If you read the minutes (www,objective1-pembrokeshire.org.uk) you will quickly realise why no sane person would drive all the way from Cardiff to drown in the alphabet soup that is the committee's staple diet.
In any case, it seems that the physician should be trying to heal himself because, when I turned to the minutes of the PPMB's Board meeting held at the Memorial Hall, Letterston on 3 December 2003, they recorded that only eight of the 36 members, and alternative members, had bothered to turn up, leaving the meeting inquorate.
Among the absentees were such notables as Cllrs Maurice Hughes and John Allen-Mirehouse.
Reading these minutes is a depressing experience for a serial entrepreneur like Old Grumpy.
Not only is private business almost wholly unrepresented on this Board but when you turn to the section on grants awarded you find that the vast bulk of the money has gone to large public sector organisations like Pembrokeshire County Council, Pembrokeshire College, Milford Haven Port Authority and PBI all of which, as you might have guessed, are represented on the Board.
Indeed, the only light relief on reading the minutes is to watch them declaring their interests and leaving the meeting when their own pet projects come up for discussion.
Amidst all this toing and froing, not to mention the influence peddling, all the private sector appears to have had out of tens of millions available is £1 million for the Slebech Park Conference and Interpretation Centre, and 60 grand for a shellfish processing facility.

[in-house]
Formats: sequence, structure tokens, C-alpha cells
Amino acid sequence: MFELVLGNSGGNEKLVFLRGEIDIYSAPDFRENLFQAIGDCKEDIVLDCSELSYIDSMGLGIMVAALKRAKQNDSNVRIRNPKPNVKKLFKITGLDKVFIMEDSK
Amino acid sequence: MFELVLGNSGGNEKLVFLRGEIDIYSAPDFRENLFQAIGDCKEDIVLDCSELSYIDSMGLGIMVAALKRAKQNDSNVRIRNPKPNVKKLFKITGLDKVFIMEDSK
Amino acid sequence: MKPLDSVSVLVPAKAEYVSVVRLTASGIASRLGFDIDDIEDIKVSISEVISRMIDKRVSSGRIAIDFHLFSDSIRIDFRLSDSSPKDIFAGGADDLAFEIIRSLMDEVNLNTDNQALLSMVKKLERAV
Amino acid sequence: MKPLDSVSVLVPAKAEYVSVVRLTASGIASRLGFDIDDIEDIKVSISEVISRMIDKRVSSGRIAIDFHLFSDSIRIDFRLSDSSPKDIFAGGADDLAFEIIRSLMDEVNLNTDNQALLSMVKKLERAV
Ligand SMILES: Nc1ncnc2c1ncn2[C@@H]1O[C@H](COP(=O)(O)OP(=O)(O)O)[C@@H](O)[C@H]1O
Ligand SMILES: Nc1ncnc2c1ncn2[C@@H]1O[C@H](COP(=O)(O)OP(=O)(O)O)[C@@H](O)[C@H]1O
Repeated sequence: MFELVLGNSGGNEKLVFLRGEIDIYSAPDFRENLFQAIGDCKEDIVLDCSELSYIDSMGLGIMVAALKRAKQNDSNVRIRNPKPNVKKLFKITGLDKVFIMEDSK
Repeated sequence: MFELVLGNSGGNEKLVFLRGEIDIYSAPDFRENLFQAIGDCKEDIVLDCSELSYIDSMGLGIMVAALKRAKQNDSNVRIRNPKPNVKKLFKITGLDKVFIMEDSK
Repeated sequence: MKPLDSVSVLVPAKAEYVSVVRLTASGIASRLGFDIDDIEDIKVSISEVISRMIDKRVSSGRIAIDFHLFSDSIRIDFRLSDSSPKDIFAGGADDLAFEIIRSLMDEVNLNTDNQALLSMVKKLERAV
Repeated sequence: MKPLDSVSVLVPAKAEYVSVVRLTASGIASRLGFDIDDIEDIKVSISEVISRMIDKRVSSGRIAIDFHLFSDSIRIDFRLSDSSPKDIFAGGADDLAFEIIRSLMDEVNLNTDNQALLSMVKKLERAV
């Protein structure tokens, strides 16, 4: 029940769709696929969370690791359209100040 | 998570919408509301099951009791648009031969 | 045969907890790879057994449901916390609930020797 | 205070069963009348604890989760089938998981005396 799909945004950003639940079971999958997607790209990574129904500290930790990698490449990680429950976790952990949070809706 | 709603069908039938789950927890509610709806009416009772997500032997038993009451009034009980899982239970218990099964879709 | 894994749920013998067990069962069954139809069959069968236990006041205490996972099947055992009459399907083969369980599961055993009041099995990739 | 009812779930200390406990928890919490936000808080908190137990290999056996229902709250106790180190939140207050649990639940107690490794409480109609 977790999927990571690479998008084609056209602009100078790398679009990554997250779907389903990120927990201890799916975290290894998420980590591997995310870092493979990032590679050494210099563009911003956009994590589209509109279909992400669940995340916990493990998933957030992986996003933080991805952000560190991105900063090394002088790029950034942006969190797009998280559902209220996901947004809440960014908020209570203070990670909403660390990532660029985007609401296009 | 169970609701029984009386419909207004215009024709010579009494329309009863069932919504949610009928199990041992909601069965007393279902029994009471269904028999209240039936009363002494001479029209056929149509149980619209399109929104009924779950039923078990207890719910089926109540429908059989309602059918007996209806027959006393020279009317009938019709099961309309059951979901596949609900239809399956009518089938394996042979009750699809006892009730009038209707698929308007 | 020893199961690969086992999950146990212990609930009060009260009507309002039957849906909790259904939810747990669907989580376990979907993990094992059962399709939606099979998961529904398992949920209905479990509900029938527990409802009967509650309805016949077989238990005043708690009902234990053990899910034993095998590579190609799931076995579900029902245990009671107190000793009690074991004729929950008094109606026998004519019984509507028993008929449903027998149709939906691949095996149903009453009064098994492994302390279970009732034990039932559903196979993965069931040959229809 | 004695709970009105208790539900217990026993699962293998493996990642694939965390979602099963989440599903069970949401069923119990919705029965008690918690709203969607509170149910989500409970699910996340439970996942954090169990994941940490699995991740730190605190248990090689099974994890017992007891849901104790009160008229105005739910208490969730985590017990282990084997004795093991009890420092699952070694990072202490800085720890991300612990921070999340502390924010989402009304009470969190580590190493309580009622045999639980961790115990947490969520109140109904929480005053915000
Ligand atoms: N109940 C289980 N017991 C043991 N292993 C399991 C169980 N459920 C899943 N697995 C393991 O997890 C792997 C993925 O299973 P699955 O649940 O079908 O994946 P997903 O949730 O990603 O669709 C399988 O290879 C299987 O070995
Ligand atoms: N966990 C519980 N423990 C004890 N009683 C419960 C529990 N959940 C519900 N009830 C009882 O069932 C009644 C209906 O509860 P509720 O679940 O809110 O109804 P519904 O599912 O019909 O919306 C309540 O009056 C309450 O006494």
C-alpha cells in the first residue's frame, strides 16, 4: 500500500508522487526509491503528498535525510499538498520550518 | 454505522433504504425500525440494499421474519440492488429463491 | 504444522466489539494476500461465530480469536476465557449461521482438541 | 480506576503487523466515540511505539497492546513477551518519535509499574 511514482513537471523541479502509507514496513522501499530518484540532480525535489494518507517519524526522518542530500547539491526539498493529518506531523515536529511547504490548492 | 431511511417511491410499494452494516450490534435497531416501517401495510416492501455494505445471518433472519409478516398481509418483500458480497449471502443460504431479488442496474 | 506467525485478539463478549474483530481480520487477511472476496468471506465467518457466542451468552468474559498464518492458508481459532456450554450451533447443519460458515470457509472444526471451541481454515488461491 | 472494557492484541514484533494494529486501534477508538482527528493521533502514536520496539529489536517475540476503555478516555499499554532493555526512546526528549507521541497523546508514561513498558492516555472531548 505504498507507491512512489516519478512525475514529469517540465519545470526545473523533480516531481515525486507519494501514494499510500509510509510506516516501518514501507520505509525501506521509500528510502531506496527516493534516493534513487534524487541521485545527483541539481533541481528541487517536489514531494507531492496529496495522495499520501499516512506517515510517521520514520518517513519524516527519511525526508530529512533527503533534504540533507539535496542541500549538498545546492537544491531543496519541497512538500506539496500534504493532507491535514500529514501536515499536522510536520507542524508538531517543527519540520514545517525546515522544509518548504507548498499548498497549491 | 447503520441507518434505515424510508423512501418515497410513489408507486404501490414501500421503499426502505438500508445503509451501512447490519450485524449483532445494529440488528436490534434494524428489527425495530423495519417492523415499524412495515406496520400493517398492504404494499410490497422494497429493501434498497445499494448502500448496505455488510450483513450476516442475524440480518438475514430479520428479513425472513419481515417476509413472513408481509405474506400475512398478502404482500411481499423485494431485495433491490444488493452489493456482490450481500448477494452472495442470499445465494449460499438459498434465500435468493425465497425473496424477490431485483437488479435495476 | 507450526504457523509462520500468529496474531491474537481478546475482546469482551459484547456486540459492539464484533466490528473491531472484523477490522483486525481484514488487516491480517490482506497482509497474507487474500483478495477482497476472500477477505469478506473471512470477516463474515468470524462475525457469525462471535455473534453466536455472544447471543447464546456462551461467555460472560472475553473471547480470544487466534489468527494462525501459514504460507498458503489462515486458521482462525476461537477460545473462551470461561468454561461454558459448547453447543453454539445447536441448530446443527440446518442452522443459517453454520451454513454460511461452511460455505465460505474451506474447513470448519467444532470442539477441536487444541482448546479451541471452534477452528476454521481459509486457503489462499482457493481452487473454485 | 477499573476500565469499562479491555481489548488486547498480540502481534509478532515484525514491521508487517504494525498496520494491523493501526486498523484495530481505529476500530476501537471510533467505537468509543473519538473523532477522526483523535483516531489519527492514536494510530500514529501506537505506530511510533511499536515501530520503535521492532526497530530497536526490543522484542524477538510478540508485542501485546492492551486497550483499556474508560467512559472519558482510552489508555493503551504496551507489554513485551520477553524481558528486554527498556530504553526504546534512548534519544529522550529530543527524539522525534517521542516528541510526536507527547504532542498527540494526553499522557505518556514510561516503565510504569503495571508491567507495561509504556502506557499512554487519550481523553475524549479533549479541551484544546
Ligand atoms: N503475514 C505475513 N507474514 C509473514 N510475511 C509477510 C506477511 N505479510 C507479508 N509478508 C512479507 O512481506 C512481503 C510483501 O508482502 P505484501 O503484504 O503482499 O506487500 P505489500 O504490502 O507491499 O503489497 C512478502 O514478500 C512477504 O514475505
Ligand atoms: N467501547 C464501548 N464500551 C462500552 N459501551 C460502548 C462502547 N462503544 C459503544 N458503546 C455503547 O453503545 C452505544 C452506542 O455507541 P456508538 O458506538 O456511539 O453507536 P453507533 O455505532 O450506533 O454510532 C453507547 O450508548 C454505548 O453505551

This is not surprising considering that one of the three members of the Board representing "business interest" is Tamsin Dunwoody-Kneafsey AM (not MP, as PPMB's website would suggest).
I also noticed that, at its meeting in Crymych on 5 November 2003, the Board agreed to increase the budget for Pembrokeshire Fish Week 2004 from the original £130,000 to £160,000.
This is made up of a grant of £105,000 to Pembrokeshire County Council, to cover their contribution, and £57,750 to FIFG (don't ask!).
Interestingly, the reason given for the increase in the cash to the County Council from £77,000 to £105,000 was that they were now seeking to include "staff costs", which means, I suggest, that someone on £28,000 a year must be devoted full time to this enterprise.
Perhaps one of our more energetic elected representatives will ask for a cost-benefit analysis of Fish Week so that we can see what we are getting for all this money.
Otherwise, I'm afraid, our perceptions of this piscine promotion will be shaped by the glowing press releases put out by the County Hall propaganda machine (at taxpayers' expense) and printed without question by the local press.
Perhaps I'll apply for a grant to set up a newspaper!
Feeling the heat
I was telling my son on the phone about the bitterly cold weather we've been having.
This morning he emailed from Chetwynd (BC) in the Rockies to report that, after experiencing a chilly minus 20-28 degrees Centigrade for the past couple of weeks, things have taken a turn for the worse with the mercury plunging to minus 40.
At that temperature, he tells me, the foam in the car seats goes rock hard, plastics become brittle, and if you spend more than a few minutes outdoors there is a serious risk of frostbite.
People leave their cars running all day to stop them freezing up and your hand is liable to become welded to any metal it touches.
If this nice spell continues I might nip down to Broadhaven tomorrow for a swim and a spot of sunbathing.